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Selecting a supply chain

Guidance for your organisation on how to select the most appropriate supplier.


Selecting a supply chain

You will find information on this page, and in the sub-pages, on how to appropriately select the right supply chain for your organisation.

Selecting an Agency - If you are looking into specifically a recruitment agency as a supplier, you'll find additional useful information here
Advertising Jobs Online - if you are considering advertising your labour needs online, you'll find information on how to advertise appropriately here

This page covers the following elements of the selecting a supply chain process:

  • Clear understanding of the requirement

  • Decide the process

  • The sourcing process

  • Due diligence

  • Contract

Before starting any discussions with any potential supplier, you should ensure that there is a clear understanding of the requirement:

  • Clear understanding of your staffing needs: this will help you to understand the types of suppliers and organisations to reach out to. This can range from full managed service recruitment to a gig worker assisting with a project.

  • Budget: Consider factors like average industry salaries for similar roles, National Insurance, experience, holiday allowances; good practice to consider a contingency if any negotiation is required.

  • Clear job description: (ensure that you will engage with the line manager and any dependencies); working days and hours, type and complexity of the job, holidays.  Check if there is any labour or other legislation or regulation that would need to be followed (both locally and nationally).  Think not only about the hard skills but also the soft skills, and how this person should fit in the corporate culture as well as in the overall business environment.  Your Human Resources specialist can support you with these details.

​This way, you can aim specifically towards the right pool of suppliers, without wasting valuable time in the market by providing them with a clear and structured briefing.  

Next, you will need to decide the process to follow. 

  • If you already have an existing and satisfactory business relationship with a supplier, you may wish to continue to brief them accordingly.  Of course, you could always – and it is recommended - to benchmark, even for the low scale projects, with at least three (3) suppliers by inviting them to quote (Invitation To Quote, ITQ).

  • In case there is no existing supplier, and/or there is a large-scale requirement, then, you may consider the possibility of an Invitation To Tender (ITT), to select the partner you will work with for the selection of your temporary labour.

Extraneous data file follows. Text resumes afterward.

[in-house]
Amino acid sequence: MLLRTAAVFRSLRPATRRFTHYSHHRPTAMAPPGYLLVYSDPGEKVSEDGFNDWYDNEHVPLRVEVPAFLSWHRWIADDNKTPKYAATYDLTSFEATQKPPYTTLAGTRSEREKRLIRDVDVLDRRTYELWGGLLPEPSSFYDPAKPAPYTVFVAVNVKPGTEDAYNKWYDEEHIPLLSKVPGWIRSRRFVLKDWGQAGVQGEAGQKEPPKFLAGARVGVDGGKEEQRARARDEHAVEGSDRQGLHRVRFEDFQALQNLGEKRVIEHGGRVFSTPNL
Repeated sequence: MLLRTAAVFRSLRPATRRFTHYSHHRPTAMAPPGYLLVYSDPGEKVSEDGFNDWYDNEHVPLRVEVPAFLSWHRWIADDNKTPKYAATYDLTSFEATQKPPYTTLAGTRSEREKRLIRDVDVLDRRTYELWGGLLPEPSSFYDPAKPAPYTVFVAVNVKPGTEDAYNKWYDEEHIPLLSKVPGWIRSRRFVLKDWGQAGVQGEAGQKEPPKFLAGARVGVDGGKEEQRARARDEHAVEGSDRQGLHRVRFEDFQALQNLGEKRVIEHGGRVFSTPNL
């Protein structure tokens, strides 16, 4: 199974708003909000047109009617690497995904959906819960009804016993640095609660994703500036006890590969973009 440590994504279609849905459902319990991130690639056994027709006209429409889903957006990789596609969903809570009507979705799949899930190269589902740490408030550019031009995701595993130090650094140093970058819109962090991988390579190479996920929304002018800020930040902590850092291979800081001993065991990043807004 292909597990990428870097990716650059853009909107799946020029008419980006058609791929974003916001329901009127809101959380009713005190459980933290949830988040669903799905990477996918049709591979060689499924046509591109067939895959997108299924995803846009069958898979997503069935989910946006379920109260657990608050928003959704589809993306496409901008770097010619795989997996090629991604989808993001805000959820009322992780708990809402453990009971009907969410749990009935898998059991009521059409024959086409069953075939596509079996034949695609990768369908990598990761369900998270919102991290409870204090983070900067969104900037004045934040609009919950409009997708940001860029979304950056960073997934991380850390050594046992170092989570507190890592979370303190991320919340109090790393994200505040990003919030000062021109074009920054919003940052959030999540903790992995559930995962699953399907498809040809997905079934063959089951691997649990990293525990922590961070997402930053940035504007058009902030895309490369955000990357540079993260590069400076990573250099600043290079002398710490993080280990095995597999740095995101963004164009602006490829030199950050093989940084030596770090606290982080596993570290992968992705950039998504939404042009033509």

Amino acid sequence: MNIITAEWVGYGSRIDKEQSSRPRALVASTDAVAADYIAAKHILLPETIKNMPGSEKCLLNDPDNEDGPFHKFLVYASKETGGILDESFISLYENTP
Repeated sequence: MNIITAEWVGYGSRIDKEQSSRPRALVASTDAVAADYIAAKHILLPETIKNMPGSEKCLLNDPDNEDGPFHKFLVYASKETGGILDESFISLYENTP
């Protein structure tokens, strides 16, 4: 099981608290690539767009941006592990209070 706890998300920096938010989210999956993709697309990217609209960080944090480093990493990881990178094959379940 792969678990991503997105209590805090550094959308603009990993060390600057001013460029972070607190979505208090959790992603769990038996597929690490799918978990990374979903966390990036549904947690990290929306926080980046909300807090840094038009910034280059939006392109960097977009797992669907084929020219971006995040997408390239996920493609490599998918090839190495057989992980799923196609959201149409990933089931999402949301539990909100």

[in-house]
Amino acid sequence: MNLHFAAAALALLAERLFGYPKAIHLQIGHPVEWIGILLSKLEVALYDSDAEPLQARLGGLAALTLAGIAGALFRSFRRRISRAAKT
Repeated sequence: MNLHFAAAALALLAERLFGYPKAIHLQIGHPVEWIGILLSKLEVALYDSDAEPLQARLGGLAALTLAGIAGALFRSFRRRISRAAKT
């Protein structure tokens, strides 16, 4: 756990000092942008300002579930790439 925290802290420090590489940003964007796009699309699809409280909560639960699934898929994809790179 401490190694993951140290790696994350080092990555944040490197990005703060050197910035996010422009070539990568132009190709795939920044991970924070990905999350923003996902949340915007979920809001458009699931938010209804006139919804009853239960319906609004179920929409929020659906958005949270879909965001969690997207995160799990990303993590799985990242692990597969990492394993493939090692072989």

• If you would like to advertise your job requirement online, check our page for Advertising Jobs Online.

If you wish to procure labour specifically through a recruitment agency, please see our page on Selecting an Agency for further advice in addition to the information below.

Having made the decision about the process (ITQ, ITT or other), you are moving to the next phase of identifying the supplier pool and defining which supplier(s) should be invited to the next stage.

Reliable references are useful and can support your sourcing process, as well as the reputation of a supplier within the specific industry. The choice of the reputable and reliable supplier will be supported by the candidates who will feel more confident that their rights and time will be respected during the recruitment process. We would encourage you to use suppliers who are partnered with SAFERjobs JobsAware as this promotes transparency in the supply chain.

It is always good practice to invite the suppliers (especially when you have not worked with them before) to a preliminary/pre-tender meeting.  Even if you work with them, it is important that you are regularly updated on the market. 

Following the meetings with the suppliers, and having run the selection process (ITQ, ITT), it is time to evaluate and decide the supplier that you will work with for this project.

Before selection, it is important to conduct due diligence.  Your company may already have some strategies in place regarding the supplier selection process, one example of which could be pre-qualification questionnaires.  Even if you have not got anything in place yet, controls that should cover areas such as financial stability, coverage, competence, references, current customers, equality principles and compliance with local and national legislation, which will give you the confidence you need to evaluate how the supplier meets (or not) your temporary labour needs and expectations.

When you make your selection, everything (contractual parties, mutual obligations, fees, compliance to legislation, etc) should be clearly stated in a contract.  It does not need to be too complicated a document however it definitely should state everything agreed between the two parties.            

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